While reviewing a newscast from 1990 and then a newscast from 2008, there are definitely some changes I noticed in the way the news is presented. For example, in the 1990 newscast, whenever an anchor would talk about a subject, there wouldn’t be any distractions on the screen. All you see is the anchor talking or a video that relates to the subject. In the 2008 news, the anchor is surrounded by scrolling text, channel logos, and bold headlines.
Also, in the 1990 newscast, there is only one person talking a time on a subject. When they would switch over to someone else talking, it was a cut take. In the 2008 newscast, there could be multiple people on one screen talking to each other live. The news anchors would also have dialogue with one another instead of having separate segments. It makes the 1990 newscast seem a lot more scripted and has less improvisation. Also, while there is a video being shown in the 2008 news, a camera shot of an anchor could be played over the top.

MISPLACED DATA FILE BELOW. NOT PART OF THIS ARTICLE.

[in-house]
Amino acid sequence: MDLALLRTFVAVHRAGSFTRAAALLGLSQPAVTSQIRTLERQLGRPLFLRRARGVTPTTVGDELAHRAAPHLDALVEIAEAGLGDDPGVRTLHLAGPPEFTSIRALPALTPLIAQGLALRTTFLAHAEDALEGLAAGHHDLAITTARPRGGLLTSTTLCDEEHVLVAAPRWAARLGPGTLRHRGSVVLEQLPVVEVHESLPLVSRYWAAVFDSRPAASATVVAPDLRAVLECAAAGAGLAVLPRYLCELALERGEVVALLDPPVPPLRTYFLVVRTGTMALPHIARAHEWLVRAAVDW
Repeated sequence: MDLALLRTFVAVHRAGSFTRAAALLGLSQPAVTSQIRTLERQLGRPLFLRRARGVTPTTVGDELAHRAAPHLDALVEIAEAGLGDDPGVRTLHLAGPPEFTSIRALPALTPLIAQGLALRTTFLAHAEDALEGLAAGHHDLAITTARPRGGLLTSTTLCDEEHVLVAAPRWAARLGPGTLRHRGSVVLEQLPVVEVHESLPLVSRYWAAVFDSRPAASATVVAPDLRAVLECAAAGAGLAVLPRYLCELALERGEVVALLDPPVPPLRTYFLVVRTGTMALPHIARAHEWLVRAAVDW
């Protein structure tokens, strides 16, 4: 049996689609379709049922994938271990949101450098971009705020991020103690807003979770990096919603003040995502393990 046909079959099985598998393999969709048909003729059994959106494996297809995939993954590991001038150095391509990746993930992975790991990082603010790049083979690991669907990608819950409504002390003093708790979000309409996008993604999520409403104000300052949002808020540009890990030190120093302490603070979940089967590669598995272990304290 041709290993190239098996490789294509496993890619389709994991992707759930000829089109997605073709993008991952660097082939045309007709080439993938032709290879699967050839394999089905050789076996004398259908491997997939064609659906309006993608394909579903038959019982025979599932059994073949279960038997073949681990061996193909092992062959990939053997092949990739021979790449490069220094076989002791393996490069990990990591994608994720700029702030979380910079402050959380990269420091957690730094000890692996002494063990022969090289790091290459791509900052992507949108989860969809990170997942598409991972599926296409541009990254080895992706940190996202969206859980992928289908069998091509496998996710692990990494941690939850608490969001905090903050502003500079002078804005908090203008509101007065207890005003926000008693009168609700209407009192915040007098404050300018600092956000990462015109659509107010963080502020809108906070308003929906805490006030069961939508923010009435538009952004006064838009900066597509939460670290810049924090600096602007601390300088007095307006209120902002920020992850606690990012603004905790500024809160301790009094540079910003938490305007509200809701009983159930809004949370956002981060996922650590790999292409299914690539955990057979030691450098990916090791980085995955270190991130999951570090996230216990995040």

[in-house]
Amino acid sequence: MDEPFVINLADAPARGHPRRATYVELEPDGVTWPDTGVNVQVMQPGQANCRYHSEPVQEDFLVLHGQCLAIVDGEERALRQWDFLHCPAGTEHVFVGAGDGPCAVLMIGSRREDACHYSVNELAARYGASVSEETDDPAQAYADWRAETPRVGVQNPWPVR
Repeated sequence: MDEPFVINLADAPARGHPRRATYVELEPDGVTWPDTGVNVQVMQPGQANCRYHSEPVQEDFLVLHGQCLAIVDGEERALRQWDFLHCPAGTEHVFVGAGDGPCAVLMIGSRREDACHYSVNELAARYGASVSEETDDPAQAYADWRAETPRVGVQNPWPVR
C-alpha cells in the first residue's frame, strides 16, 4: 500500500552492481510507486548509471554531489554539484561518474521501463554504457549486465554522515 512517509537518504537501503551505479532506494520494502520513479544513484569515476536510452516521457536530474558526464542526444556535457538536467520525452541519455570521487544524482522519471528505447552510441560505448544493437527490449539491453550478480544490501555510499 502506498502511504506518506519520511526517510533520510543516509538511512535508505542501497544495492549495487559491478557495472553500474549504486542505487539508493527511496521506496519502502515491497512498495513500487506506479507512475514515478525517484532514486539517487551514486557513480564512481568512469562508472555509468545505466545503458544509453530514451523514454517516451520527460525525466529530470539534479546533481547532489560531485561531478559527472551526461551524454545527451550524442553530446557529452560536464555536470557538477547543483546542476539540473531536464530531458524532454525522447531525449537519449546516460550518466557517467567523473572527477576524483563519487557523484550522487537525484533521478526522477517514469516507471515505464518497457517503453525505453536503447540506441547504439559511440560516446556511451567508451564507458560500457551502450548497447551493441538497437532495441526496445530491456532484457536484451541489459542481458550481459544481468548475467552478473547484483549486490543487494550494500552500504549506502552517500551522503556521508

Despite the differences in the ways the news is presented, there are many similarities in the format of both newscasts. This supports Bolter and Grusin’s claim that remediation is “the representation of one medium in another” (Remediation 78). The format of the 2008 newscast has many similarities to the 1990 newscast, but has added improvements that become the “new standard” in news casting. There is a more modern feel, but the news hasn’t changed completely.